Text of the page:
From the minute Michelle and I got married, we had godly people around us modeling marriage and family. By the time we were preparing for our first child to enter the world, we’d watched moms and dads around us closely, taken a few parenting classes, and drilled our close friends as to the “keys to successful parenting.”
But nothing really prepared me for the conversation I recently had with my kids.
My sons and I were sitting in the corner of a Dunkin’ Donuts when a young man I’d counseled in previous years came over and said hello. It took me about 30 seconds to realize whom I was speaking with. This young man was now identifying as a transgender woman. I’d heard he’d made this decision but hadn’t yet bumped into him. We chatted briefly and shortly thereafter left to get the kids to school. Once we got in the car, I hoped my kids wouldn’t press in and ask too many questions about the encounter. But of course they did. This is 2016, and my kids go to public school. We have a TV in our home, and they are generally observant teenagers. Unfortunately I hadn’t rehearsed this “lesson” in my parenting arsenal.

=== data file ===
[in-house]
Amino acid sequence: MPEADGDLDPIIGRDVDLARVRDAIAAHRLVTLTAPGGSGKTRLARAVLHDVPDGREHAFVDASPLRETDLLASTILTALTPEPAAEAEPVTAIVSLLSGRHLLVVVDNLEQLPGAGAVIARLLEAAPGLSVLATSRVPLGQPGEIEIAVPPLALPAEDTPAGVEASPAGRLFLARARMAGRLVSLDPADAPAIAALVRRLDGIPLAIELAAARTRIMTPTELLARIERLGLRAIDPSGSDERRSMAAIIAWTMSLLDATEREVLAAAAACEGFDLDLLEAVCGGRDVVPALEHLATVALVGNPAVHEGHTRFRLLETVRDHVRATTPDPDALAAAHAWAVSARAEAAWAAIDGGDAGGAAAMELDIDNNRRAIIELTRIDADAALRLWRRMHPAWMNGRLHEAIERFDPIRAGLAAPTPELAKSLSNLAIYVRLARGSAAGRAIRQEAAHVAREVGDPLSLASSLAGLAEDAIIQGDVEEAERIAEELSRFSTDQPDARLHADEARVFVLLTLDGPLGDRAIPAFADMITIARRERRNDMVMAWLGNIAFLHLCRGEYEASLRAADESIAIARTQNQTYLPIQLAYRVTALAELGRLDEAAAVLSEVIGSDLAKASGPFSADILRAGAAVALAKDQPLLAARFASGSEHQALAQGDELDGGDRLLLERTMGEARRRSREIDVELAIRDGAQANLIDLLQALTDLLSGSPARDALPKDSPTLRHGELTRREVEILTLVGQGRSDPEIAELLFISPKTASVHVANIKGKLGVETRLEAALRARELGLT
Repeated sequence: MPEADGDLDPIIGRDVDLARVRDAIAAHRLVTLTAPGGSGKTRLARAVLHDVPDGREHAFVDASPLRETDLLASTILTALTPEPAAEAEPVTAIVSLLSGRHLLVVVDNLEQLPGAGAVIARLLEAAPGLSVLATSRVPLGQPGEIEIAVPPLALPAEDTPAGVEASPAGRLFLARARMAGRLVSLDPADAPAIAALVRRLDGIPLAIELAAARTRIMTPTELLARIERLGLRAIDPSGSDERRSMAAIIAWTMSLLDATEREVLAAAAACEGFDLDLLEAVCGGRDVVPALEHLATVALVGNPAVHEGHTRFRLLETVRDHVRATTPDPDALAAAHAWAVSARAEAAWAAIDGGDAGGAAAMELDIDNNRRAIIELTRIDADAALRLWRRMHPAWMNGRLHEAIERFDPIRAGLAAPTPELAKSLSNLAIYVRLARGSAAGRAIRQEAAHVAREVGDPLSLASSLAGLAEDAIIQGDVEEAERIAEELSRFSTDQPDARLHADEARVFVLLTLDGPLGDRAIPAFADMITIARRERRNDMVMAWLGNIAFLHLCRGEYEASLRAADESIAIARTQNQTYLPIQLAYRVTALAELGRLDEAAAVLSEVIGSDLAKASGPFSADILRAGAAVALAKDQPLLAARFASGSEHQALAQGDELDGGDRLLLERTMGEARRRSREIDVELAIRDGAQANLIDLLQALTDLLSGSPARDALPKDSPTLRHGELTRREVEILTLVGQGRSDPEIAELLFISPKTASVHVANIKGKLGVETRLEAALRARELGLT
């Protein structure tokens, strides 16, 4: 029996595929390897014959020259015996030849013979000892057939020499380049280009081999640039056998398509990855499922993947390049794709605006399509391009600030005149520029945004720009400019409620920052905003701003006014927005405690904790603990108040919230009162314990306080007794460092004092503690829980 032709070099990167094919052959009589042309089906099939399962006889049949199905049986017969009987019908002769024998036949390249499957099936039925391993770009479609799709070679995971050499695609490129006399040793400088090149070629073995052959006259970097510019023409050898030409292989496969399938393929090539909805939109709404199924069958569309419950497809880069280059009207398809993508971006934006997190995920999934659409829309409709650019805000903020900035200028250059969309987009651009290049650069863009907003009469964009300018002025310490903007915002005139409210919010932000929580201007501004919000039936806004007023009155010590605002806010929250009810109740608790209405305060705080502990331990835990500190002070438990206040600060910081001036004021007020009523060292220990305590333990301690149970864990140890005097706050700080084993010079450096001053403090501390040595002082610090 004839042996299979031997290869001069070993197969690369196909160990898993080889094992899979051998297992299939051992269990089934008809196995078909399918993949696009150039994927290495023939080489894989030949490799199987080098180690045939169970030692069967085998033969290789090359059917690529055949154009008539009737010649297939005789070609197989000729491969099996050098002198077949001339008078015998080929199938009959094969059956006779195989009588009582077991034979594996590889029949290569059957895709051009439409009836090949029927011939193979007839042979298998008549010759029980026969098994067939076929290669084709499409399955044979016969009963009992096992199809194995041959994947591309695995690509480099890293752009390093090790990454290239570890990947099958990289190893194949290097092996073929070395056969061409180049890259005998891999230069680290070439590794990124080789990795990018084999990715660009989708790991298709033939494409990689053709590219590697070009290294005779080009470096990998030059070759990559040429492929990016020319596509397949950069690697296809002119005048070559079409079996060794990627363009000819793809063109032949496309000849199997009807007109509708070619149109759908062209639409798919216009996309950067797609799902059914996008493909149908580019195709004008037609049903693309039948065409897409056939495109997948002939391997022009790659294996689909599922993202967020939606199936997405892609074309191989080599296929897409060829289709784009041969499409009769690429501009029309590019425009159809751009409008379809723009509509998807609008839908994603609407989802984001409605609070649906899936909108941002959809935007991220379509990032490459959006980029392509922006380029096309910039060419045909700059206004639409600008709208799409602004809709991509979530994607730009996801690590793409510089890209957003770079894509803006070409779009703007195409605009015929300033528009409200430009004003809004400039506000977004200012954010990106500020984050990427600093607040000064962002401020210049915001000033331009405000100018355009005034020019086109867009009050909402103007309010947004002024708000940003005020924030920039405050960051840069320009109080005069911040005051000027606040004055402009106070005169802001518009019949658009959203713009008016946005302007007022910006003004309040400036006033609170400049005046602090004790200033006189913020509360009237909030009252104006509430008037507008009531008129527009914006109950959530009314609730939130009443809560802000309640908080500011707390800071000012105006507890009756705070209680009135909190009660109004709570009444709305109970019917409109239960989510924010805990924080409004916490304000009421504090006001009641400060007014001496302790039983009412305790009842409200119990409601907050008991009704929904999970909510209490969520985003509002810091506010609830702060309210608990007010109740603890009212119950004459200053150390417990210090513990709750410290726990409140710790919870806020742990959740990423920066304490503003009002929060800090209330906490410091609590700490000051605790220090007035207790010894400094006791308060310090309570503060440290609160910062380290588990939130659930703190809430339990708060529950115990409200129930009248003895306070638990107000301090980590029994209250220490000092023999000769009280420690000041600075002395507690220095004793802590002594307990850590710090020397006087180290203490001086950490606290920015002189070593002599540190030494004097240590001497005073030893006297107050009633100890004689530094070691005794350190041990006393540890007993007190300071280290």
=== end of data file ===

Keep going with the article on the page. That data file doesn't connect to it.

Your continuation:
Talking to my kids about transgender issues wasn’t in the parenting class Michelle and I took years ago. But here’s what I said.
God Made Gender
I reminded my kids that way back in the early pages of Genesis it says that God created gender: “Male and female he created them” (Gen. 1:27). We don’t get to choose our gender. Whether one is male or female is in the creative power and wisdom of God. Someone may struggle with “feeling” male or female, but that doesn’t make him or her different than God intended.
In the beginning, God determined that two genders were the perfect expression of his image. In the man and in the woman, then, God’s image is displayed—both in the individuals themselves and in the way they relate to each other as same (human) and as distinct (gender). One isn’t better than the other, nor did God design a way for humanity to switch between the two.
We All Struggle with Identity
I want my kids to be able to adequately navigate the waters of sexual identity for themselves. This is a watershed issue in our day that isn’t going away.